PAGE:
The Future of Multi Factor Authentication
In the run-up to the 2016 U.S. presidential elections, Democratic candidate Hillary Clinton received a serious blow from a series of leaks coming from the email account of her campaign chairman John Podesta. Hackers were able to access the contents of Podesta’s account by staging a successful phishing attack and stealing his credentials.pass
Podesta is one of the millions of people whose passwords get stolen as a result of social engineering attacks or data breaches every year. A recent research by security firm 4iQ found a 41-gigabyte file being sold on the dark web, which contained 1.4 billion usernames and passwords.
It is now evident more than ever that passwords are not enough to protect online accounts. With each of us managing dozens of online accounts, keeping every password unique is becoming increasingly burdensome. That’s why we often reuse passwords, which can lead to chain attacks when one password is revealed to hackers. As computers grow faster, stronger and more affordable, we’re forced to create more complex passwords to protect our accounts against brute-force attacks. And as quantum computing gradually turns from myth to reality, no amount of complexity will protect us against hackers. And finally, as long as our passwords are stored somewhere in servers, a hacker can always get a hold of them by breaking into those servers.
Compare Authentication Methods
The Role of MFA in Protecting Online Accounts
Some businesses have tried to move toward two-factor and multi-factor authentication (MFA) to make up for the flaws of passwords. Multi-factor authentication implies using two or more varying methods to authenticate users when they try to access sensitive accounts and digital assets. MFA removes the single point of failure imposed by passwords. This means hackers who gain access to online account passwords through phishing attacks or data breaches still won’t be able to access those accounts because they won’t be able to produce the second factor.
Older generations of multi-factor authentication involved using passwords and a second token. For instance, this could be a password and an SMS code sent to a phone associated with the account, or a time-based passcode generated by a mobile app. However, these methods had two fundamental problems:
- Unfriendly experience: Most users find it bothersome to go through an extra step to verify their identity each time they want to access their accounts. This consequently pushed users to deactivate 2FA on accounts or frequently used devices, which opens the way for new types of attacks and account takeovers.
- Insecure methods: Although traditional two-factor authentication (2FA) is more secure than plain passwords, it’s not uncompromisable. It still involves the use of passwords, which have very distinct vulnerabilities, and the secondary factors often have their own security holes. A crafty hacker will be able to intercept, replicate or deactivate 2FA codes with enough effort.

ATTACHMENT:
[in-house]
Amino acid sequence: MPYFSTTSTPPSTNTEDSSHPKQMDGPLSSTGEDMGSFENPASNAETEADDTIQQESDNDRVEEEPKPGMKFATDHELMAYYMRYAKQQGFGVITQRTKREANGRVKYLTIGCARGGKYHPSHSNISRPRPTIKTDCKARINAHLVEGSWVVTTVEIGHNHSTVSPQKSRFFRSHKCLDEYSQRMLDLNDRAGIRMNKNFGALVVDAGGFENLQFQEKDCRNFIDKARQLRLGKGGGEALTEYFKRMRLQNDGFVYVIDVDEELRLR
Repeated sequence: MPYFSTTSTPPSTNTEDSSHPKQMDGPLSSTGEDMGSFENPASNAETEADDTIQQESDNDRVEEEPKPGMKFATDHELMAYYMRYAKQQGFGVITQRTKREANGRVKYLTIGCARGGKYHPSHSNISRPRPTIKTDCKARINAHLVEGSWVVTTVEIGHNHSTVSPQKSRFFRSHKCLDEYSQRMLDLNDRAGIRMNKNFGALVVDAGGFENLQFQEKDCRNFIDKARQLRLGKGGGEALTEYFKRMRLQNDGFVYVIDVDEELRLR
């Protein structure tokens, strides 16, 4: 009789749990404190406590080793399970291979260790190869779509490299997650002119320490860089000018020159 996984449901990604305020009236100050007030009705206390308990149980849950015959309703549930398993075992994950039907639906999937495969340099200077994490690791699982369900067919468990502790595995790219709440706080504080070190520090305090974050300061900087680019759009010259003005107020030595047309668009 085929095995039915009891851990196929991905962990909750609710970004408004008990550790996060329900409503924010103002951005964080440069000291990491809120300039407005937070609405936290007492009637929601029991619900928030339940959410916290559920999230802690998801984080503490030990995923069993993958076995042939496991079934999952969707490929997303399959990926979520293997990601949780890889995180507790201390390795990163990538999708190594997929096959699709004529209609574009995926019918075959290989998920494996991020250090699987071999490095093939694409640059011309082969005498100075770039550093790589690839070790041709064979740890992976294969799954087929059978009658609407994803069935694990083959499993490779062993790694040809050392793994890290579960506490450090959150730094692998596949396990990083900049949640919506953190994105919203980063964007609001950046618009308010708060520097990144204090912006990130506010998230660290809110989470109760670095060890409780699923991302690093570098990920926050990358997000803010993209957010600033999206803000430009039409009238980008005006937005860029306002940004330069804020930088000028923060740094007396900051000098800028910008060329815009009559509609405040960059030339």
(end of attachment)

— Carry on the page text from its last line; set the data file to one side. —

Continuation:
What the Future Holds for MFA
The next generation of multi-factor authentication (MFA) mechanisms will combine impregnable security and ease of use, ensuring that users have a frictionless experience while preventing hackers from finding and exploiting loopholes.
Passwords will most likely disappear and give way to more reliable and user-friendly methods. A recent survey conducted by Secret Double Octopus found that most company employees find passwords unwieldy and burdensome, and would prefer biometric authentication as the main method for securing their online accounts.
“There is no doubt that over time, people are going to rely less and less on passwords,” adding that passwords “just don’t meet the challenge for anything you really want to secure.” Bill Gates
Biometrics were previously expensive and inaccurate, but recent years have seen precise and affordable fingerprint, iris and face scanners integrated into a large number of consumer devices. Companies will be able to leverage these technologies to replace passwords a Bring Your Own Device (BYOD) approach to authentication.
An example of modern multi-factor authentication is Secret Double Octopus’s passwordless identity verification solution. Secret Double Octopus obviates the need for storing any form of secrets, be it passwords or security keys. Moreover, every authentication attempt is performed over multiple channels, each using a separate security method. Meanwhile, the user experience is seamless and frictionless, requiring only a tap or a fingerprint verification on the Octopus Authenticator app.
As hackers become more sophisticated in their methods to take over sensitive accounts and steal critical information, enterprises must also improve their defenses. The next generation of multi-factor authentication technologies will make sure you’re ready to face the security challenges that lie ahead.
Compare Authentication Factors